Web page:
A divorce is an order by the court that terminates a marriage. A divorce is sometimes called a dissolution of marriage, and is different than an annulment, which states that the marriage never existed. A divorce acknowledges that a marriage did exist, but no longer does.
A fault divorce is when one spouse blames the other for the failure of the marriage. Reasons may include adultery, physical abuse, mental cruelty, or a drug or alcohol problem. In some states, a fault divorce can affect the division of property and awarding of spousal support.
A no-fault divorce is more common, and is granted when neither spouse blames the other for the collapse of the marriage. Instead they may cite irreconcilable differences, agree that the marriage can't be fixed, and then go their separate ways. A no-fault divorce usually does not have an effect on the division of property or spousal support.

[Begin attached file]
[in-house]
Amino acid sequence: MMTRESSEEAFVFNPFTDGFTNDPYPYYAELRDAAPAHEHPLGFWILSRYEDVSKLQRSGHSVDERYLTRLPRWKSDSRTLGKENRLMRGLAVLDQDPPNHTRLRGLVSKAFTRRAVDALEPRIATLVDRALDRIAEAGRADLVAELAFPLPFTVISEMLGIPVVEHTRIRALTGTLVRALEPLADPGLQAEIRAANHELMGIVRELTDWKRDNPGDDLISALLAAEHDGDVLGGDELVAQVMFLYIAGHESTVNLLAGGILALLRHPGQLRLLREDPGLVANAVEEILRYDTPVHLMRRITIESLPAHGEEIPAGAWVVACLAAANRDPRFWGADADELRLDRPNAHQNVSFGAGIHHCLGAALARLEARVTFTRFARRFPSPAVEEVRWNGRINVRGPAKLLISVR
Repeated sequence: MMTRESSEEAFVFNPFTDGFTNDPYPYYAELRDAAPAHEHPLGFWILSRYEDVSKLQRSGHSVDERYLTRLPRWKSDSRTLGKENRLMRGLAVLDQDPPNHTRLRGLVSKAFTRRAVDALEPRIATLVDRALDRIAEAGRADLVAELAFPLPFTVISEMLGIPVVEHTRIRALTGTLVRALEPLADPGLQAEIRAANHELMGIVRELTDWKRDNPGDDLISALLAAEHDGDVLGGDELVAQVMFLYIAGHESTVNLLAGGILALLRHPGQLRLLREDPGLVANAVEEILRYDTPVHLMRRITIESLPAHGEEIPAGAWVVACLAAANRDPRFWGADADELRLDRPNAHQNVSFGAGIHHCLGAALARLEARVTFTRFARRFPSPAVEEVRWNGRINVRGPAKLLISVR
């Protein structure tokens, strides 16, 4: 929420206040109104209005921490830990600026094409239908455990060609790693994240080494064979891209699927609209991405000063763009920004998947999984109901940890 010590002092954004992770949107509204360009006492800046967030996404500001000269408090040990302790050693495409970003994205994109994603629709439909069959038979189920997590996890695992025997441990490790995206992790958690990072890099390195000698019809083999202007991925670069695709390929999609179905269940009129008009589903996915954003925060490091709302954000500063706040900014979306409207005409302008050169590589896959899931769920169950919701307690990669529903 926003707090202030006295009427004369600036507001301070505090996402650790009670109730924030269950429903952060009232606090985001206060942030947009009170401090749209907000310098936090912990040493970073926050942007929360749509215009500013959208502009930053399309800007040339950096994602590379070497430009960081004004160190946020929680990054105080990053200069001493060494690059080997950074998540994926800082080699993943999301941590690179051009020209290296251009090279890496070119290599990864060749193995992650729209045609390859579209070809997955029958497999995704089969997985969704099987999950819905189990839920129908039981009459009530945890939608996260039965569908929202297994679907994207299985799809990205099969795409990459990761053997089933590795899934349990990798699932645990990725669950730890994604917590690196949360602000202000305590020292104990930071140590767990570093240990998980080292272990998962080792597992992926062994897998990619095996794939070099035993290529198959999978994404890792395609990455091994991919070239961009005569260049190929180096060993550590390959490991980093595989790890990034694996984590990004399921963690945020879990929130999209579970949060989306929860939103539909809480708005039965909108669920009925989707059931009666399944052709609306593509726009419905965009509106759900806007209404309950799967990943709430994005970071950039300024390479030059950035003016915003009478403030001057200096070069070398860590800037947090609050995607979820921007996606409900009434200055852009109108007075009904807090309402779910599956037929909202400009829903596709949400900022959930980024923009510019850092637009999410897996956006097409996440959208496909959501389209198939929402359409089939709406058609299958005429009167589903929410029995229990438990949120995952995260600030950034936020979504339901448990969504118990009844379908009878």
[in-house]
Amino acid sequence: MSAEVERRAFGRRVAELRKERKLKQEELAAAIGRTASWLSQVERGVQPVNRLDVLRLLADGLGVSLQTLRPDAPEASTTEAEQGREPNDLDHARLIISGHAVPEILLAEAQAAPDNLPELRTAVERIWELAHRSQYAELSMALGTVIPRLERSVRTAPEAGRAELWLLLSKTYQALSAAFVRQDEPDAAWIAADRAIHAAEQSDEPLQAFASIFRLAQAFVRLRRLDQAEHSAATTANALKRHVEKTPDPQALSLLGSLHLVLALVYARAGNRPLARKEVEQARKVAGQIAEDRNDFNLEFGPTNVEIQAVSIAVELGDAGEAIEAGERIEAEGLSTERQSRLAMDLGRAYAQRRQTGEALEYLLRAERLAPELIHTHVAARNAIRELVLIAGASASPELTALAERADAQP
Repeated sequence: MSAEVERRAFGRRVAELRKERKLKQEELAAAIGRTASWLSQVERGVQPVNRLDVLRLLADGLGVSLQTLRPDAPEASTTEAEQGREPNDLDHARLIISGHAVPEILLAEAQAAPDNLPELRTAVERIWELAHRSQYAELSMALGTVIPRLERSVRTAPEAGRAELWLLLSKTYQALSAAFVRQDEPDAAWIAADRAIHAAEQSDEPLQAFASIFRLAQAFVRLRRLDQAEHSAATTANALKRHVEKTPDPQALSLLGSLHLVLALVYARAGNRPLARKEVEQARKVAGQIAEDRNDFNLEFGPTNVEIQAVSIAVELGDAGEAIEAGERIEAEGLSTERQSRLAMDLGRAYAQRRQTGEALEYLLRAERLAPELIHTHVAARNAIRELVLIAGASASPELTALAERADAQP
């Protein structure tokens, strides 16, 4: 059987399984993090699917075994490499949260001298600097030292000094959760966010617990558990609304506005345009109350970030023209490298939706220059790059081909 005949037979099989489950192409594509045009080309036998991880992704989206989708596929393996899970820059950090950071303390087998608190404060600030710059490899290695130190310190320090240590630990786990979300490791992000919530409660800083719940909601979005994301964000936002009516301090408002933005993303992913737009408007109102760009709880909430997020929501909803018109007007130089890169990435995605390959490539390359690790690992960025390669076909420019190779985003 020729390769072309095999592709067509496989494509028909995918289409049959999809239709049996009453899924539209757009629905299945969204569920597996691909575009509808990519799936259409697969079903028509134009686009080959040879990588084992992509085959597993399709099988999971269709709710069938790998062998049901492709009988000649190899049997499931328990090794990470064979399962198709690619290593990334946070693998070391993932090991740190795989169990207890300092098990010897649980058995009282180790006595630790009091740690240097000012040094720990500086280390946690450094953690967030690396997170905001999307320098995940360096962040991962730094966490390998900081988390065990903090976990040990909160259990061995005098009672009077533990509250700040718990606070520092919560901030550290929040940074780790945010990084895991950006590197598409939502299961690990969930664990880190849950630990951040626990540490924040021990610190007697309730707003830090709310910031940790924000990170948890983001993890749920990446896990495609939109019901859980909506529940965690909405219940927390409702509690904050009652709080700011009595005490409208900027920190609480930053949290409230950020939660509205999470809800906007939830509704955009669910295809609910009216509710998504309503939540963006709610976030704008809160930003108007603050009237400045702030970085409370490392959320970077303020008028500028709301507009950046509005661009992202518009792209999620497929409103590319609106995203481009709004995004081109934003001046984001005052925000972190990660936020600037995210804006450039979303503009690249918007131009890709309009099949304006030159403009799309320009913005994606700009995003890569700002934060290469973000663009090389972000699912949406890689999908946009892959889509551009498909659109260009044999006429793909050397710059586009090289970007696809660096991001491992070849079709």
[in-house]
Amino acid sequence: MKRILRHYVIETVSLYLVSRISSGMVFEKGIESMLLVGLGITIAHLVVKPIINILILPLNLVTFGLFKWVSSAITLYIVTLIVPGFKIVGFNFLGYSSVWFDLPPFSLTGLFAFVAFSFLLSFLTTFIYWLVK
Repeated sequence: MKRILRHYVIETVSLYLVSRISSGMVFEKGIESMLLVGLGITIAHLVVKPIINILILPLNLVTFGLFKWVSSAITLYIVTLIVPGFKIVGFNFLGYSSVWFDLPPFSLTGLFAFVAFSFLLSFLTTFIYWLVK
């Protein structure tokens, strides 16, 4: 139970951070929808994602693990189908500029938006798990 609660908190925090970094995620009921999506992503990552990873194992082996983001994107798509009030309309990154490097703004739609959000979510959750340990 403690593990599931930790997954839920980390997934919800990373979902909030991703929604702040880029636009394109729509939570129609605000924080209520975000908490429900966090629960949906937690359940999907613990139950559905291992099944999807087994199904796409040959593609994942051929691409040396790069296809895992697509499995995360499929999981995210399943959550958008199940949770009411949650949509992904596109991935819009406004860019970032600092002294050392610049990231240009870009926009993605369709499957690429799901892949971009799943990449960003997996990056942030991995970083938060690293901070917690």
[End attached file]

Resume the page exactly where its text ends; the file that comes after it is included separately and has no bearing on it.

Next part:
The first step in any divorce proceeding is to file a petition for divorce. The petition must be filed with the court in the county where you live, most likely the family court that deals with marriage and divorce issues. Once one spouse files the petition, a copy will be delivered to the other spouse by an impartial third party. Spouses or children are not allowed to deliver the petition.
Most of the necessary forms are available from the court clerk, but be advised that the clerk is not allowed to help you fill them out.
While the reasons that marriages end in divorce are many and varied, the process of filing for divorce is very much the same from state to state. Whether starting with a legal separation or going ahead with divorce proceedings, couples will need to come to some agreement on several major issues such as:
If at all possible, it is better if a divorcing couple can reach these important agreements themselves or through mediation. A divorce hearing, in which the court makes many of these decisions on behalf of the two parties, is a last resort.